Wimbledon’s controversial all-white dress code is expected to undergo a major change after the prestigious tennis competition faced months of pressure from female athletes.

The 1880s rule restricts players to wearing only white clothing – including undergarments such as underwear and bras – and has been the subject of criticism for the toll it takes on female players in relation to their periods.

Current guidelines require players to wear all-white, with undergarments that can be seen during play or because of sweat only allowed to have a “single trim of colour no wider than one centimetre”.

Now, Wimbledon bosses are due to scrap the undergarments rule for female players, which will come into effect from 2023 and will allow for different coloured underwear and bras to be worn.

The archaic rule became the subject of widespread attention after stars spoke about the anxiety around getting their period while competing, including Australian player Daria Saville who admitted she has needed to skip her period altogether and British star Heather Watson revealing she would likely take birth control to stop her period ahead of Wimbledon.

At the same time,the rule drew fresh criticism when Romanian player Mihaela Buzarnescu was forced to swap her bra for her coach’s prior to her first-round match in July, after officials noticed hers was too dark.

“My bustier was too black and could be seen up here,” she told Eurosport at the time.

“The white one I had was too transparent and you could see everything underneath and I couldn’t wear it, so I borrowed from my coach, I took her bustier.”

A group of protestors also made headlines during the ladies’ singles final, gathering outside Wimbledon dressed in white shirts and red undershorts with signs reading “About bloody time”, “Address the dress code” and “You can do it Ian Hewitt”, referring to the All England Club chairman.

Gabriella Holmes and Holly Gordon, who organised the campaign Address the Dress Code to highlight the anxiety women face while competing in all-white, were among those protesting, telling The Guardian they began calling for change after opening up to each other about the challenges of playing sport while menstruating.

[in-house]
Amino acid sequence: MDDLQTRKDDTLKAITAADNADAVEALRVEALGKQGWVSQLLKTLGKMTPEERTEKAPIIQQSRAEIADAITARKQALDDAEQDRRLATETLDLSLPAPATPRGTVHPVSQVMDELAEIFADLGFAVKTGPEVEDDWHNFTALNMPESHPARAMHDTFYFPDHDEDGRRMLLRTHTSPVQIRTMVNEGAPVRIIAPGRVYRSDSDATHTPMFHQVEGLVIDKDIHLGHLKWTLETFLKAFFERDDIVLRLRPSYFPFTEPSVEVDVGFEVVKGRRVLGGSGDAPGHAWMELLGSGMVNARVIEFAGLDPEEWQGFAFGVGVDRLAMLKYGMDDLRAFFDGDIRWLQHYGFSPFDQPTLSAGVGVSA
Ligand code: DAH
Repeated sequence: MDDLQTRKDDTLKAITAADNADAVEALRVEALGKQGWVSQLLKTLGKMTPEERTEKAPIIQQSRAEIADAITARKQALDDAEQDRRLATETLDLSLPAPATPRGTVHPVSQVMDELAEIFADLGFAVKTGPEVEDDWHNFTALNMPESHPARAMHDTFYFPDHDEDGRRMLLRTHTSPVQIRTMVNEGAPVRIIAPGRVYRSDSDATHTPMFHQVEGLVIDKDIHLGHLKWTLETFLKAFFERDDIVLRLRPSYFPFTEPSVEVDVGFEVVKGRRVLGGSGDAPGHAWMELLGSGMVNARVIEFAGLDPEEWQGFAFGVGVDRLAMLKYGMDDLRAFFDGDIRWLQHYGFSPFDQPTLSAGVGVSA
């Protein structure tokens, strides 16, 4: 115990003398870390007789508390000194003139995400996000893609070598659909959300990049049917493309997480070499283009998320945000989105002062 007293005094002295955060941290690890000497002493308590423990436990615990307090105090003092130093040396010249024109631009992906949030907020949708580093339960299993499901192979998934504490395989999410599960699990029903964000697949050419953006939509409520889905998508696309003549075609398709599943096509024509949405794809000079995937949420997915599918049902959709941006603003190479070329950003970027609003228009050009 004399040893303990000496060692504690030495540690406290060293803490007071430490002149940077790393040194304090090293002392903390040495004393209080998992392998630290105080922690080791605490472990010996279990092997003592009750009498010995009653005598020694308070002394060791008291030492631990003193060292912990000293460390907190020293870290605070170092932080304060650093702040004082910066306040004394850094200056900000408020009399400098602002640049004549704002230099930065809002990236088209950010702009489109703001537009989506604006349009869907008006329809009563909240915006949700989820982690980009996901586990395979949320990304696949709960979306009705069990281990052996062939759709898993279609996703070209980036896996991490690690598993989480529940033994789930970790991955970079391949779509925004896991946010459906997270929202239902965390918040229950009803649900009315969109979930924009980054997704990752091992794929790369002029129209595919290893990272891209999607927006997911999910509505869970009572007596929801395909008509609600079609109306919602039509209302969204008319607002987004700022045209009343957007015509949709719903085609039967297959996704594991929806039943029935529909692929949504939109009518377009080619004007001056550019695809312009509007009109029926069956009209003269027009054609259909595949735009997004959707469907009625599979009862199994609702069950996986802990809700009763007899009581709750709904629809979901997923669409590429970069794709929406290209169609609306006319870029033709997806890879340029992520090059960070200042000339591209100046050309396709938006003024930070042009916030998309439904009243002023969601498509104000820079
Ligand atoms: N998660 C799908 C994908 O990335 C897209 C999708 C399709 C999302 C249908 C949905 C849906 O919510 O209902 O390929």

“We’ve come down today because we want Wimbledon to address the white dress code that doesn’t take into consideration female athletes on their periods,” Holmes said at the time.

Members of the public have begun calling for action too, including Gabriella Holmes and Holly Gordon, the women who started the campaign Address the Dress Code. Image: Getty Images

“We want to make it really known to Wimbledon that the rules they are making at the top, they’re all already filtering down to grassroots levels. We are already seeing tons of young girls who drop out of sports when they start their period or by the time they’ve hit puberty they’ve stopped sports altogether.

“We think it’s the time to address those barriers for young girls getting into the sport and it starts at the top, so that’s Wimbledon. We want women to be able to focus on the tennis and on the sport and not have to worry about other factors when competing at this level.”

More athletes have since spoken out about the issue, with Andy Murray’s mother and coach Judy describing it as a “traumatic experience” and noting that other sports had already dropped similar rules.

“One of the biggest problems previously in sport was that it was always white shorts, white kit and so on in lots of different sports,” Murray told the Daily Mail.

“Everything was white. Nearly all sports have moved over to colour now.

“I think it’s certainly a much more open talking point, if you are wearing all white and then possibly have a leak while you’re playing.

“I cannot think of a much more traumatic experience than that.”

Since the announcement of the rule change, tennis icon Billie Jean King has slammed the rule, saying it was one of her biggest “pet peeves”.

“My generation, we always worried because we wore all white all the time,” she told CNN.

“And it’s what you wear underneath that’s important for your menstrual period.

“And we’re always checking whether we’re showing. You get tense about it because the first thing we are is entertainers and you want whatever you wear to look immaculate, look great. We’re entertainers. We’re bringing it to the people.”

In a statement, the All England Club stated they were in discussions over ways to support players and prioritise women’s health.

“Prioritising women’s health and supporting players based on their individual needs is very important to us, and we are in discussions with the WTA, with manufacturers and with the medical teams about the ways in which we can do that,” the statement read.

Image: Getty Images

This article first appeared on OverSixty.